Dear Penelope & Heather,Well, wondering if Herve and I were alone in our mutual opinion (not, actually, a bad situation; we've done it plenty of other times), I just looked up Lourmarin in the first guidebook that came to hand in this house....The Cadogan Guide to Provence. Turning to the description of Lourmarin, I just read the blunt, declarative statement "It's too cute for it's own good." (sic).I wrote of, at most, the POSSIBILITY of that being the case. Rather obviously, the stern folks at Cadogan are less forgiving than even I am.Just to be clear....I didn't say the town was "fake" (as in Williamsburg or most of Carcassonne)...just quite relentlessly curated. Basically, you're not going to find any used gum-wrappers or weeds sprouting in the cracks around that stonework.I do imagine (hope, for those who actually live there and need an occasional break) that the town's far less giddily revved-up in the Winter. We did our Lourmarinic stations-of-the-cross sometime in May (it was already fairly full even then).Penelope, you've GOT to know that ubiquitous white-glaze(thin, then rubbed with a cloth)-over-fake-vertigris "patina". Martha Stewart has, for twenty or so years, made buckets of money selling the materials for creating this "look", which can be gratifyingly slapped on any metal object. This "look" is much beloved by a certain sort of woman and a discouraging number of gay men. Basically, it provides an "antique/'distressed' look" without one's having to worry about having an actual antique with actual rust/dirt sitting in your white-tiled kitchen or sunroom.. I've never bothered to conduct a disciplined epidemiological study of the matter, but I bet you that at least 80% of the "victorian" plant stands and birdcages between Southampton and St. Tropez have been stricken by the look.In any case, I was talking about Lourmarin and that particular fake finish, not Rousillon and authentic ochre. As you'll probably know, one of the most entertaining aspects of Rousillon is waiting to hear those regularly-punctuating shrieks when yet another lady discovers what's happened to her white shoes or the backside of her white skirt. Presumably, they all eventually get back home to find that, even when treated to a washing machine and a bottle of bleach, ochre remains an all-too-REAL and permanent tint. I use it all the time in my own work, and I imagine the paint will be hanging around as dust long after the paper's disintegrated.into nothing.Incidentally, Penelope (and you should enjoy this anecdote), I just went to your website and saw that very lovely, enormous couch. Amusingly enough?...I have a novelist friend who over the past few years has grown even more markedly asocial and, bascially, a recluse. Her parents (who were my longtime neighbors) have both died in the past few months, and she announced to me that she intends to sell both their very large and (I've thought) quite beautiful, antique dining-table and the equally large front-parlour couches. I asked why, and she unironically replied "I don't want furniture like that in the house; it just encourages people to STAY if they drop by."Now, THAT statement defines misanthropy.Level Best as Ever,David Terrywww.ILoveEveryone&Everything.orgP.S. Heather?....I've been hearing jokes about the "DT's" since I was born. Those are the initials of my Great-Grandfather, my grandmother (who was named "David"), two cousins, and one of my twin nephews---all of whom have lived in the same, small Tennessee town. None of us has ever shown any aptititude for fetching up new names or punchlines.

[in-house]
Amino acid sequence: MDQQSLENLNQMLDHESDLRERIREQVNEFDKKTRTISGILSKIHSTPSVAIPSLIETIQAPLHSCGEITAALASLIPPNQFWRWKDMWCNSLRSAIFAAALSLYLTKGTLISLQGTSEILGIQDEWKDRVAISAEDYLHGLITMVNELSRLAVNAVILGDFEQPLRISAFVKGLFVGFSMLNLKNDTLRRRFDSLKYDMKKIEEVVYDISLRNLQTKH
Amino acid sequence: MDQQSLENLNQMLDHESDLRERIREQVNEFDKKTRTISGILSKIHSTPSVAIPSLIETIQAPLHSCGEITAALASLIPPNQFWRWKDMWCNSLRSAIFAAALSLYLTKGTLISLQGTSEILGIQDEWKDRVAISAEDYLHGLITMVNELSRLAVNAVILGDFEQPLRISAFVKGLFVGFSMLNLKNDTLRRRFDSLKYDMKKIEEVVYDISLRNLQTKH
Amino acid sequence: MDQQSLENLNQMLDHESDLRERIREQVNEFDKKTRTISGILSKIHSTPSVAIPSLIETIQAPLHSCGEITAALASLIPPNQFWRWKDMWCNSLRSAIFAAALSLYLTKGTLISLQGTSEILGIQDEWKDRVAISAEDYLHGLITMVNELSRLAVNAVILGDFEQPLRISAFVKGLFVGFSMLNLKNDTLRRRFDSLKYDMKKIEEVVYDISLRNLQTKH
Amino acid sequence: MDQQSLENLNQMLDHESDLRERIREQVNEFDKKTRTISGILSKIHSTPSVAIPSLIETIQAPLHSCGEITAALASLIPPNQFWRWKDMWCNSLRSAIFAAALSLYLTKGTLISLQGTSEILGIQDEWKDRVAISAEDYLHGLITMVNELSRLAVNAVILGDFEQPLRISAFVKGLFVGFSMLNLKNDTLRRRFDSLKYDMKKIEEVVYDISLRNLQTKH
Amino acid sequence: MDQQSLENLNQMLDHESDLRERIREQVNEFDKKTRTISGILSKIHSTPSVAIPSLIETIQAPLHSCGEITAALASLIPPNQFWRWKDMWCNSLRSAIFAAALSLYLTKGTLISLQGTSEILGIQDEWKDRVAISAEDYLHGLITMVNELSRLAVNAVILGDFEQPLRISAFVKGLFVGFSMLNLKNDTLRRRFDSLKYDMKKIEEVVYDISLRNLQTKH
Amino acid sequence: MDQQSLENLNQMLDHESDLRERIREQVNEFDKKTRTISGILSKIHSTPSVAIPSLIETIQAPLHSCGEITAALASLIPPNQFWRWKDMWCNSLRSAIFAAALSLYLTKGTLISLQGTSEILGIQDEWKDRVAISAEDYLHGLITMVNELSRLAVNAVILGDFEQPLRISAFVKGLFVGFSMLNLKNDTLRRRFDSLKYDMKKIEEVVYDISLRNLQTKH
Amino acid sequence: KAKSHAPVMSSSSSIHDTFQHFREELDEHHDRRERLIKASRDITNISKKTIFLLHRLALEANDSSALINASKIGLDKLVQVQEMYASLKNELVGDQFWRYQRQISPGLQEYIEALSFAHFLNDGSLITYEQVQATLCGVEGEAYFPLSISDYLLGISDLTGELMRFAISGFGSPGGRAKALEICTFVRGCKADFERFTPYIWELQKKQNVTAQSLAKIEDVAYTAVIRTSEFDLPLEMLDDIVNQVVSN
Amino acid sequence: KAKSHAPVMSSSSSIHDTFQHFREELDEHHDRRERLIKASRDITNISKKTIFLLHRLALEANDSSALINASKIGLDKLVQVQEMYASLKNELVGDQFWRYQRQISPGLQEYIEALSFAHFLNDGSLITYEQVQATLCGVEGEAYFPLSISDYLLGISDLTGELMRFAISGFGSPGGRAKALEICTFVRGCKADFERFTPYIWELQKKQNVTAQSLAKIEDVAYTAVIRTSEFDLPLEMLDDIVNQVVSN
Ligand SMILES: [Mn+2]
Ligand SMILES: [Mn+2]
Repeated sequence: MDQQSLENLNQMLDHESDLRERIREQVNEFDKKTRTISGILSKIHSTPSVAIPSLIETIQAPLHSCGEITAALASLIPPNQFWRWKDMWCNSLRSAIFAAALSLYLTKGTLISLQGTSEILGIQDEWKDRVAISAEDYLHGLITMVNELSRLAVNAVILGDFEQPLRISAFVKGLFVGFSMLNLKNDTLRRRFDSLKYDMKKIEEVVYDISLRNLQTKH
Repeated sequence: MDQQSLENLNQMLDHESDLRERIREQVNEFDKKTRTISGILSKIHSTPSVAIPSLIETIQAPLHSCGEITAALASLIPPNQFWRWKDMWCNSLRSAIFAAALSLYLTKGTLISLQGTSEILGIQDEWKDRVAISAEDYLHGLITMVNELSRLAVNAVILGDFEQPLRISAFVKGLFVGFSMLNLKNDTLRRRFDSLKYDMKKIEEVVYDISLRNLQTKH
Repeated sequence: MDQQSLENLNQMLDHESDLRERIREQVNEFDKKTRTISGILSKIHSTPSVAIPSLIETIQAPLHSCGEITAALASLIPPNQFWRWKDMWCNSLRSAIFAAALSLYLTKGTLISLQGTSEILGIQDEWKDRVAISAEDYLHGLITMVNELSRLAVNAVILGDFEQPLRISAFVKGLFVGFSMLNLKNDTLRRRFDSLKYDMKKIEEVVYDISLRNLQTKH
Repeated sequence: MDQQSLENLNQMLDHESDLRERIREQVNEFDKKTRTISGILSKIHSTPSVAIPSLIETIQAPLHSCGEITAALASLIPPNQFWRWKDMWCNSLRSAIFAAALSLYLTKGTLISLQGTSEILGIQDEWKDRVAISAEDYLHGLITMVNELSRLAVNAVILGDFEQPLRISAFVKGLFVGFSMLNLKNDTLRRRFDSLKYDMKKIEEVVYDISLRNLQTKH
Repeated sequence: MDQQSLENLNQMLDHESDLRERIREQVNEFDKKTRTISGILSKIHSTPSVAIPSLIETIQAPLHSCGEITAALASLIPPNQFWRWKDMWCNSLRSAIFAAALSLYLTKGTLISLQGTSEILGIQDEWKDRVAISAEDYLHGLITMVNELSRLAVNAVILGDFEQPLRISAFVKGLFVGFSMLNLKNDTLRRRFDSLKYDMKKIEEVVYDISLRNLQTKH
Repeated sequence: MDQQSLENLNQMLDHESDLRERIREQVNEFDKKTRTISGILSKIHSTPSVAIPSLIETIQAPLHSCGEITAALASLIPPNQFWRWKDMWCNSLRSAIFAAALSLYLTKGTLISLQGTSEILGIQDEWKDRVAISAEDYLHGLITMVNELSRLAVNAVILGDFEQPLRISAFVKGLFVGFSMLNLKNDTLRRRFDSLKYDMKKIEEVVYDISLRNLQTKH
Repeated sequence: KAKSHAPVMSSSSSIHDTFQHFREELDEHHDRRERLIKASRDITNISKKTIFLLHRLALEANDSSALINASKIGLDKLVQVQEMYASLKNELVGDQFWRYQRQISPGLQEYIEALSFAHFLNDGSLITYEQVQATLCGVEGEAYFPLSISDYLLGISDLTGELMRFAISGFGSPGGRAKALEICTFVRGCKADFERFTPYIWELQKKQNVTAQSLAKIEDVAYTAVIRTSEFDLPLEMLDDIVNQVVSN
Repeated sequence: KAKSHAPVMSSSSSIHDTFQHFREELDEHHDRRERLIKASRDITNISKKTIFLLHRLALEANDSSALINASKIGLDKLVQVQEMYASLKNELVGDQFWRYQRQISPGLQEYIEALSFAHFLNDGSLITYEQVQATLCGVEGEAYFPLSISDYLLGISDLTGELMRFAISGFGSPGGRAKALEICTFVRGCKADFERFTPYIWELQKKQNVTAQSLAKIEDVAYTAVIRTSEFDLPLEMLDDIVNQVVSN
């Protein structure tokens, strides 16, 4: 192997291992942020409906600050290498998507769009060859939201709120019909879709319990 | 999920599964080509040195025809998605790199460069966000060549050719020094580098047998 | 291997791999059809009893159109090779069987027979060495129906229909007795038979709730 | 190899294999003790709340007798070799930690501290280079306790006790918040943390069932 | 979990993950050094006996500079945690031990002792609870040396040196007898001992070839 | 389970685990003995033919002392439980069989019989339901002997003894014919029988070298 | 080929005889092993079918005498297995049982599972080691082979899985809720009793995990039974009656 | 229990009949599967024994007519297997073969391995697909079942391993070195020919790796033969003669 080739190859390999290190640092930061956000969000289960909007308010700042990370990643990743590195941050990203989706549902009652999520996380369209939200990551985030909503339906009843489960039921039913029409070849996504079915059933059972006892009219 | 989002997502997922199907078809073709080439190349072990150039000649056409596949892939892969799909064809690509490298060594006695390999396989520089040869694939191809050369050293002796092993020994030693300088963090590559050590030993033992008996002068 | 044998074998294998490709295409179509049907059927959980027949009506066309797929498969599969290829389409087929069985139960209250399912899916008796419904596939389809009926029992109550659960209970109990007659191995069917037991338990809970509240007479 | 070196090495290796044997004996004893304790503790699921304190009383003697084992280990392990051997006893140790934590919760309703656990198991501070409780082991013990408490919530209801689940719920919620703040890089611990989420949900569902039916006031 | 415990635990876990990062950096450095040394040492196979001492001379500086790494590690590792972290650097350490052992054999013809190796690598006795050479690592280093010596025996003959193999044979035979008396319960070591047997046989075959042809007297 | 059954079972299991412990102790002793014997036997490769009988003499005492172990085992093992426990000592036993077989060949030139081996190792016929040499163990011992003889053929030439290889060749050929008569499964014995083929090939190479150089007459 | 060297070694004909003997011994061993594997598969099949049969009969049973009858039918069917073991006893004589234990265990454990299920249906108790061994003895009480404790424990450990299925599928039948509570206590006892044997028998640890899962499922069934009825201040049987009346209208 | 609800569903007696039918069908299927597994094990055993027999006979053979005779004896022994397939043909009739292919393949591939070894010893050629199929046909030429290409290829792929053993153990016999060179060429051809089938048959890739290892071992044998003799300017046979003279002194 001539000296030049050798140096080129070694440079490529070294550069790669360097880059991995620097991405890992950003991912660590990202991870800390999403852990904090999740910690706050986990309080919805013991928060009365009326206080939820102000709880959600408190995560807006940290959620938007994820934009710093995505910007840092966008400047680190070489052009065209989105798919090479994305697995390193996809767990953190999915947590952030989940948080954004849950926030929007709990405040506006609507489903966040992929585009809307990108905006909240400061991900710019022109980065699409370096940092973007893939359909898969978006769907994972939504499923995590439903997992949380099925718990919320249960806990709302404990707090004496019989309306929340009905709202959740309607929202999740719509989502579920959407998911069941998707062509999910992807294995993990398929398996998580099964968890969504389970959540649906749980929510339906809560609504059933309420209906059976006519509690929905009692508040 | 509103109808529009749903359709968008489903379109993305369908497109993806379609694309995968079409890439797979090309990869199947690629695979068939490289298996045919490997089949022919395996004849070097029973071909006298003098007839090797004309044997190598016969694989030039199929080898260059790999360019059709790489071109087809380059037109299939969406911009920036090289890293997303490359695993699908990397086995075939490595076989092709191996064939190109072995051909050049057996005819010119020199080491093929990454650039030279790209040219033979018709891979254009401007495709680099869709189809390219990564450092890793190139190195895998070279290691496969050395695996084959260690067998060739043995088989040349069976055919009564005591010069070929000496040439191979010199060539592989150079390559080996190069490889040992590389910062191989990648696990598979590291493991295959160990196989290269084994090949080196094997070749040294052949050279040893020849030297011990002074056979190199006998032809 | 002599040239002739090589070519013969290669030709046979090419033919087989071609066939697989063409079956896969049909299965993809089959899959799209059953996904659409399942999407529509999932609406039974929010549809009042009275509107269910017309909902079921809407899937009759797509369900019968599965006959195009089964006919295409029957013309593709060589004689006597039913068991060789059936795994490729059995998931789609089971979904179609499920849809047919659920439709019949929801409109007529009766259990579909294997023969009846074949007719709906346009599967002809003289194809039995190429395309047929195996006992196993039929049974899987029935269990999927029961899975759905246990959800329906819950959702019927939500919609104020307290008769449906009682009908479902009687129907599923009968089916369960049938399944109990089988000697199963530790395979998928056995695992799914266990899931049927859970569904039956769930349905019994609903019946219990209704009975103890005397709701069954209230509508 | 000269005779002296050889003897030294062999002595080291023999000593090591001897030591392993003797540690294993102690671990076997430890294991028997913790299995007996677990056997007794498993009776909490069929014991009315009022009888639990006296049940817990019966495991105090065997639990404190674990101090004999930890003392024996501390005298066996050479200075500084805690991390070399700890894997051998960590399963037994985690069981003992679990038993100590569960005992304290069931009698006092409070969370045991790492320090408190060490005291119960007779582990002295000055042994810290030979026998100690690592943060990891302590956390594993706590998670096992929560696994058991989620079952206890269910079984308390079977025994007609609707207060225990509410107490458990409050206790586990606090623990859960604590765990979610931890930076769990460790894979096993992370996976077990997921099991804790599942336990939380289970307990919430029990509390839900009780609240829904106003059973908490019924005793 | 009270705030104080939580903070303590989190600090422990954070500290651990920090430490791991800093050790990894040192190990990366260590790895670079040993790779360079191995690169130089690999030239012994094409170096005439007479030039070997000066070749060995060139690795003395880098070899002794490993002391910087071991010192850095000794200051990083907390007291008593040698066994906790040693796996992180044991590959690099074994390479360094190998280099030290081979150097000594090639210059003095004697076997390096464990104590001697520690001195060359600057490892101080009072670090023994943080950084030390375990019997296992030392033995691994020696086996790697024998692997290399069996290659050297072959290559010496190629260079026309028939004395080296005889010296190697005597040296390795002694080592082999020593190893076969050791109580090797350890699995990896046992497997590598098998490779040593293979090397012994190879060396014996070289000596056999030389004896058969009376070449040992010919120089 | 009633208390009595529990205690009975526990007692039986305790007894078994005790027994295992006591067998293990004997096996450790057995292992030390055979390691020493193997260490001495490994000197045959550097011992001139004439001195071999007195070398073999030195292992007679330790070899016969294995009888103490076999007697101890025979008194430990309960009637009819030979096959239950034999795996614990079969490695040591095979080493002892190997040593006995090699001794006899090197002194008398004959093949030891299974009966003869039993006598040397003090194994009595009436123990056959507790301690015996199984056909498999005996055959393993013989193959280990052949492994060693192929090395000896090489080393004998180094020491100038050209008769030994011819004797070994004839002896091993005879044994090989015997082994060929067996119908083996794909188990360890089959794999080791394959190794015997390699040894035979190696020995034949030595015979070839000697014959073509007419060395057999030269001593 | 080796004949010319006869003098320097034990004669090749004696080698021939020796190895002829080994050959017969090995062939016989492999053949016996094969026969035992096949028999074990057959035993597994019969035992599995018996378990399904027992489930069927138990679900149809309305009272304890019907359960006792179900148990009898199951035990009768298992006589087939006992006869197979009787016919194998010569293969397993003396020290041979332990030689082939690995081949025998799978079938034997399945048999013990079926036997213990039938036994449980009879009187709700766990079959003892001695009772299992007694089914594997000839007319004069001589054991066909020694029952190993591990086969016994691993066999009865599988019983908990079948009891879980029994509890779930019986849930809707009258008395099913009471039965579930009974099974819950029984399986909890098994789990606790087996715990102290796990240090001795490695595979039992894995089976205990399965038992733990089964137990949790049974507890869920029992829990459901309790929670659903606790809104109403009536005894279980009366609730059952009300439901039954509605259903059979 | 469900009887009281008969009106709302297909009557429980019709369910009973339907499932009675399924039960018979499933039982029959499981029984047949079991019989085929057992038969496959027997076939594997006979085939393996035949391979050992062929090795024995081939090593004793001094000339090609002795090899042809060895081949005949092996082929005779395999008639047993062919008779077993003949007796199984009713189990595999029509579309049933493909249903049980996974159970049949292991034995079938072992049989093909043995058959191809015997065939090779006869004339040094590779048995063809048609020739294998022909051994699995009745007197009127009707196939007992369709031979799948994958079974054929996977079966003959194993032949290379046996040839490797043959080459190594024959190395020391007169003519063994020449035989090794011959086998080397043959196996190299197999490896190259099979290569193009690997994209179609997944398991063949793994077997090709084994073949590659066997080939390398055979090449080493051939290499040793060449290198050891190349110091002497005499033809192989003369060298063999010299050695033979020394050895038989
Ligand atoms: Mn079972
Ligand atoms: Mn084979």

Oh of course David, I should have thought of that. It is just the same as if anyone sings to me "Here's to you Mrs. Robinson" in one more time I am going to start screaming--even in a French accent I no longer find it cute. My apologies (and not "mes excuses" which Remi finally told me is not French even though I have been saying it for, what, ten years?). And I will also admit one of Loumarin's claims to my heart (not that it needs excusing in my book, mind you). Yes, through my stomach and even something a little more primedial than that. I didn't eat beef for many years as the hormones and softening agents that started being added in the 1970s made me quite ill. When I finally tried beef again (I think it was out of desperation in Ouzbekistan) I was fine but have only hesitantly partaken of its...well, meatiness. And yet in Loumarin, one late fall day, I had the best burger that I had devoured since childhood. Served with a roquefort sauce that was so rich that I could have gleefully bathed in it (Cleopatra can keep her lait du brebis, thank you very much). Ah, sometimes it is as simple as that.Wishing you and Herve a wonderful rest of your weekend. We received a very charming card in the mail. Yes, I have always been the highest of admirers of Edward Gorey's work.
PS. Ok, two typos! Sheesh, yes, primordial, I know!